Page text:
"The Enterprise Act 2002. .. gives certain designated consumer bodies the right to make a “super-complaint” where they consider that there are market features (such as the market structure or the conduct of firms operating within it) that may be significantly harming the interests of consumers. The market in question may be regional, national or supranational (where the UK forms part of that market). Individual consumers do not often have access to the kind of information necessary to make a judgement about market failure and so the aim of the procedure is to encourage groups who represent consumers to make relevant super-complaints on their collective behalf. The OFT, or where appropriate the relevant sectoral regulator, will be obliged to respond to a super-complaint within 90 calendar days".It does not take much imagination to see how super-complainant status can affect patent litigation. At present, a party seeking a compulsory patent licence in the UK under the Patents Act 1977 must effectively play the part of champion of a greater public interest, whether economic or of another nature, in seeking to persuade a tribunal that the private interest in the sanctity of an unused or underused monopoly right should be sacrificed to a greater good. Unlike a compulsory licence applicant, who may have an expectation of substantial profit if the licence is granted, an application for, say, a patent to be subject to a licence of right, made by a super-complainant representing a vulnerable consumer group (hospital patients, perhaps?) might be more likely to succeed where it is viewed as altruistic.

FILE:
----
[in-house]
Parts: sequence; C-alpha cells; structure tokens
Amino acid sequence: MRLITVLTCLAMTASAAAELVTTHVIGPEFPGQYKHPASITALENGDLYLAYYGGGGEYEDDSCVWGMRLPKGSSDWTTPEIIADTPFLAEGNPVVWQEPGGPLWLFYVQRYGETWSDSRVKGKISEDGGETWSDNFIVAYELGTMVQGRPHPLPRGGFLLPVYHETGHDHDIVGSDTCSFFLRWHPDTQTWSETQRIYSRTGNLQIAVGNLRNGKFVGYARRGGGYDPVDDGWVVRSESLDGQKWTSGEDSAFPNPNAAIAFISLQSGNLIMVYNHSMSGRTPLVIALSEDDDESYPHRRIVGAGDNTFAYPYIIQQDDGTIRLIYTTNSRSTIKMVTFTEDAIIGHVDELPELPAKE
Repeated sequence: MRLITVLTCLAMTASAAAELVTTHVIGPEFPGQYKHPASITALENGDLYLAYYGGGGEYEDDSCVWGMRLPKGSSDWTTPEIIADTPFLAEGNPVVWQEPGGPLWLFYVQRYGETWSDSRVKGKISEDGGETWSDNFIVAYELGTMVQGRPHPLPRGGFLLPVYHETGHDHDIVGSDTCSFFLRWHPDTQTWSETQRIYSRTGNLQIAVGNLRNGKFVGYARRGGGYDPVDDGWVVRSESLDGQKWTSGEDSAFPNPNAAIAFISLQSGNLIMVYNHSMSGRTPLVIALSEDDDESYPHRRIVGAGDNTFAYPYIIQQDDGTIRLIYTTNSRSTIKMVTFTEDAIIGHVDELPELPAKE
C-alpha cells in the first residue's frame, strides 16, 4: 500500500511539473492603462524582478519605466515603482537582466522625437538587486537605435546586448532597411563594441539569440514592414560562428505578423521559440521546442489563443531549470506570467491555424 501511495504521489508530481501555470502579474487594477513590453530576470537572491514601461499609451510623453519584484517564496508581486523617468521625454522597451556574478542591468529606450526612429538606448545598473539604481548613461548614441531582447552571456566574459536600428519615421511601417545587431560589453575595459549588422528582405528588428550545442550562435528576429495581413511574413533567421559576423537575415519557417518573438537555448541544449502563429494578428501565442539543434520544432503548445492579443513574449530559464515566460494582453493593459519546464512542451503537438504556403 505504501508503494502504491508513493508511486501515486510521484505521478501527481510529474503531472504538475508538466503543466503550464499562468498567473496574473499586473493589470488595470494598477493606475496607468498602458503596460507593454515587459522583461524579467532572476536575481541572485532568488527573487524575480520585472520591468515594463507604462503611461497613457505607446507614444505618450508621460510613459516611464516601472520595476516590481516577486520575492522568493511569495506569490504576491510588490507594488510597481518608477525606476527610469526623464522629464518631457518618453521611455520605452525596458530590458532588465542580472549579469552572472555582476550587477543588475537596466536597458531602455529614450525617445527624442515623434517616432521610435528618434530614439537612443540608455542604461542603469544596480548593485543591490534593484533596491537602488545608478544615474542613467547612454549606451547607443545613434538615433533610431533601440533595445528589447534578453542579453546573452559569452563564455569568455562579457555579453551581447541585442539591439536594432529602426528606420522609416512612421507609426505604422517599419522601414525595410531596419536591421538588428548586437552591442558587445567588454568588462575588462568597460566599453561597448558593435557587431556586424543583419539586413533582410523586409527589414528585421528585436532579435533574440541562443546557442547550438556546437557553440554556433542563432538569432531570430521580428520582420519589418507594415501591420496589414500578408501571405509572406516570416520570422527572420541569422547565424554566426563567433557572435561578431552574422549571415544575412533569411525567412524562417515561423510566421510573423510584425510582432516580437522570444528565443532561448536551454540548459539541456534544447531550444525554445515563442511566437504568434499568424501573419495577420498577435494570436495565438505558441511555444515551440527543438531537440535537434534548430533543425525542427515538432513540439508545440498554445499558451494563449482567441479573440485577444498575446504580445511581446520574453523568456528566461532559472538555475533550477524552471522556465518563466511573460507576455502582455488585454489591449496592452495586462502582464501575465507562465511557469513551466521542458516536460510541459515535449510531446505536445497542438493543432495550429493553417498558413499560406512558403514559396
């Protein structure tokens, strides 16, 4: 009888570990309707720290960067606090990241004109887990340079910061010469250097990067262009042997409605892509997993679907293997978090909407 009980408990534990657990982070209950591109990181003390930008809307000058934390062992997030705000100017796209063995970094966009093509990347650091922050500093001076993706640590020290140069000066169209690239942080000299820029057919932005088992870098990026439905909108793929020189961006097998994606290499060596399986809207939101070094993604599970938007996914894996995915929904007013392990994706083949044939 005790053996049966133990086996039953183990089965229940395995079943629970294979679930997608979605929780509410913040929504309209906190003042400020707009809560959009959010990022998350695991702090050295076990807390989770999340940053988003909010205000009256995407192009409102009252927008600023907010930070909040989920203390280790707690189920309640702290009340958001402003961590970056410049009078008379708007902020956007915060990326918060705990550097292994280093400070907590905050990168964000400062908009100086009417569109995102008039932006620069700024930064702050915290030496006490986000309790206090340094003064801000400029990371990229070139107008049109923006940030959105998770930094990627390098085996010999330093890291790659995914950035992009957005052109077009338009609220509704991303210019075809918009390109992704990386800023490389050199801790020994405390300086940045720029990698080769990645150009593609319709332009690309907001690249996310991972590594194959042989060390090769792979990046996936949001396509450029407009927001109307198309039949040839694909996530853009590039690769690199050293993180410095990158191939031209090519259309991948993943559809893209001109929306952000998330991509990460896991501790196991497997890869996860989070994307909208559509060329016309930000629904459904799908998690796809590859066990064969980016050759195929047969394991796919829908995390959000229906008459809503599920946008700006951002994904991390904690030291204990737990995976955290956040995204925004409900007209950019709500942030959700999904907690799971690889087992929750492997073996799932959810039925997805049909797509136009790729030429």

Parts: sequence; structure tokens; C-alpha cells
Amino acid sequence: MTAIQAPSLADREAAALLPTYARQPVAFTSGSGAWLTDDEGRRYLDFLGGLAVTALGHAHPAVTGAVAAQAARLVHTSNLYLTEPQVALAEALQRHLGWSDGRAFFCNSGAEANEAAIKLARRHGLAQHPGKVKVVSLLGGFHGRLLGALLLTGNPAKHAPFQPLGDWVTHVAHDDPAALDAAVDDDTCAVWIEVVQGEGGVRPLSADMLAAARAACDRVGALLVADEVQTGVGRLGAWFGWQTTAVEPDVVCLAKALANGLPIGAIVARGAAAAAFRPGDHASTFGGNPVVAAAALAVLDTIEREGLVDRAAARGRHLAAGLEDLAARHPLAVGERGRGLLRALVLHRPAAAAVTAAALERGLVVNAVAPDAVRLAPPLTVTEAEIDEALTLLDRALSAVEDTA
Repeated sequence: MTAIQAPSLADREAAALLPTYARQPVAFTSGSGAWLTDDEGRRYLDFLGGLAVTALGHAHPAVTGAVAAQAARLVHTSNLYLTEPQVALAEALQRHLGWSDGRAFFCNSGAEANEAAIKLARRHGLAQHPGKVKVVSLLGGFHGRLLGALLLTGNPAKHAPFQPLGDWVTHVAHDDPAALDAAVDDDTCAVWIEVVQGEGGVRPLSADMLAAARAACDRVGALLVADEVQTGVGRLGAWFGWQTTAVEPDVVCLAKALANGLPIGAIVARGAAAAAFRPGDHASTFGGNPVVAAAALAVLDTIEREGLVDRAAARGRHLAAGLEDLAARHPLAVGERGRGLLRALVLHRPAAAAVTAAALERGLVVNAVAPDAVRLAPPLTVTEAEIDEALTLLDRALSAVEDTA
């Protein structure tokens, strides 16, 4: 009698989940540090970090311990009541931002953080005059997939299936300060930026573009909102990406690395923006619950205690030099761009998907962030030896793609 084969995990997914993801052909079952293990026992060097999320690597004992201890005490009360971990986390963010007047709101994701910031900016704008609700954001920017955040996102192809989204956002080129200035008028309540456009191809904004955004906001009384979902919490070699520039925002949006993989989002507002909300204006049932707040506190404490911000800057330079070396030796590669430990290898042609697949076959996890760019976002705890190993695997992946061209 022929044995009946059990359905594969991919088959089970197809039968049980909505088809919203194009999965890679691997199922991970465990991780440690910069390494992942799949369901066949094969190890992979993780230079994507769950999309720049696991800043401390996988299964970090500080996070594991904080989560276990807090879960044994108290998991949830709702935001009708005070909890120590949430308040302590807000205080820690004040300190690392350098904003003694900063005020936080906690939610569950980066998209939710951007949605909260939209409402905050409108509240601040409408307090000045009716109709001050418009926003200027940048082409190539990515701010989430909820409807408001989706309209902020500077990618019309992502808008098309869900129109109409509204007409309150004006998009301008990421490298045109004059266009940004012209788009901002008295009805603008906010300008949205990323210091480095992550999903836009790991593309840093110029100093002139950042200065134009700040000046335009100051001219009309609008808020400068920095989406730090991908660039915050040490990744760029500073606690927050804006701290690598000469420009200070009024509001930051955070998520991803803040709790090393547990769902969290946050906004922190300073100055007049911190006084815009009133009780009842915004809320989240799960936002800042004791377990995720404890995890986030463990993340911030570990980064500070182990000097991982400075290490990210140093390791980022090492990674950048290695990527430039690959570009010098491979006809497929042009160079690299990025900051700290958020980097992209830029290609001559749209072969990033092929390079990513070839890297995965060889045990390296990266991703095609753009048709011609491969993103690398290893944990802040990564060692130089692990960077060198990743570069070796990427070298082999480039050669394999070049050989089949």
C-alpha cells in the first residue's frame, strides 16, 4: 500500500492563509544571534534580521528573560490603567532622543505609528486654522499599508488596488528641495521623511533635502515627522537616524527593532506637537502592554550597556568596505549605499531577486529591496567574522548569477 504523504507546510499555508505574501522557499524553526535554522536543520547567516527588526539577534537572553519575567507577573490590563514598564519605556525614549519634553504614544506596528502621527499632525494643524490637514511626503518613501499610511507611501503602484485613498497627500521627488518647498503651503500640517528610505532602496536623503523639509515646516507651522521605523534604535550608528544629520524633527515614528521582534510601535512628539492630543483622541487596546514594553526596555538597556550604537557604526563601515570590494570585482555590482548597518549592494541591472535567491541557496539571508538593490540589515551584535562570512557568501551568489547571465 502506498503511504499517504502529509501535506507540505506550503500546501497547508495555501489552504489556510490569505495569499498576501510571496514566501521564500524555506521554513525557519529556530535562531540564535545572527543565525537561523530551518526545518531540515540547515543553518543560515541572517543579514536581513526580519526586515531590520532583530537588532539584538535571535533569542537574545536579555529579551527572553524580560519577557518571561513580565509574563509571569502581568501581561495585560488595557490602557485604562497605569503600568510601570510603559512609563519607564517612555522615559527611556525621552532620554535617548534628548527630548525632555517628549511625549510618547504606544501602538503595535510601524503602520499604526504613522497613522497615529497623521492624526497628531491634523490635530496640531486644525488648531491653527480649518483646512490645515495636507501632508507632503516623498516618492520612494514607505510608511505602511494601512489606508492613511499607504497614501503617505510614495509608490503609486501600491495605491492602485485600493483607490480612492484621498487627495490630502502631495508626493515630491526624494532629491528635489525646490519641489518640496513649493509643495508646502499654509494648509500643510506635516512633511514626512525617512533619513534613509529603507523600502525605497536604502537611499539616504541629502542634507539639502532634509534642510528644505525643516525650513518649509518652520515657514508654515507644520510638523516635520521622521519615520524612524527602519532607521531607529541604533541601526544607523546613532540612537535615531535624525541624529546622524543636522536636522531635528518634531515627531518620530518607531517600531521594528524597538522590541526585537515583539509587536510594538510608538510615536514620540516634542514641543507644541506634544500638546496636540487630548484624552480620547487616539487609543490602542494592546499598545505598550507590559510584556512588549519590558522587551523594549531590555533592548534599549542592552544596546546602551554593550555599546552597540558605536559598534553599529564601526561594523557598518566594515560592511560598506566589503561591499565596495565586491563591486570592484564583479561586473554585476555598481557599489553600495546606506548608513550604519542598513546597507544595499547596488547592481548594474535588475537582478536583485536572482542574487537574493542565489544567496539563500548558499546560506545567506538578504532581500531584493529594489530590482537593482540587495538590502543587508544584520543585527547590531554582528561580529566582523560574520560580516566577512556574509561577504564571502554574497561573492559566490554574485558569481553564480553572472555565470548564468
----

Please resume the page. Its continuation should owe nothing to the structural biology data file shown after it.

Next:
Readers' opinions on ths guidance for super-complainants are welcomed.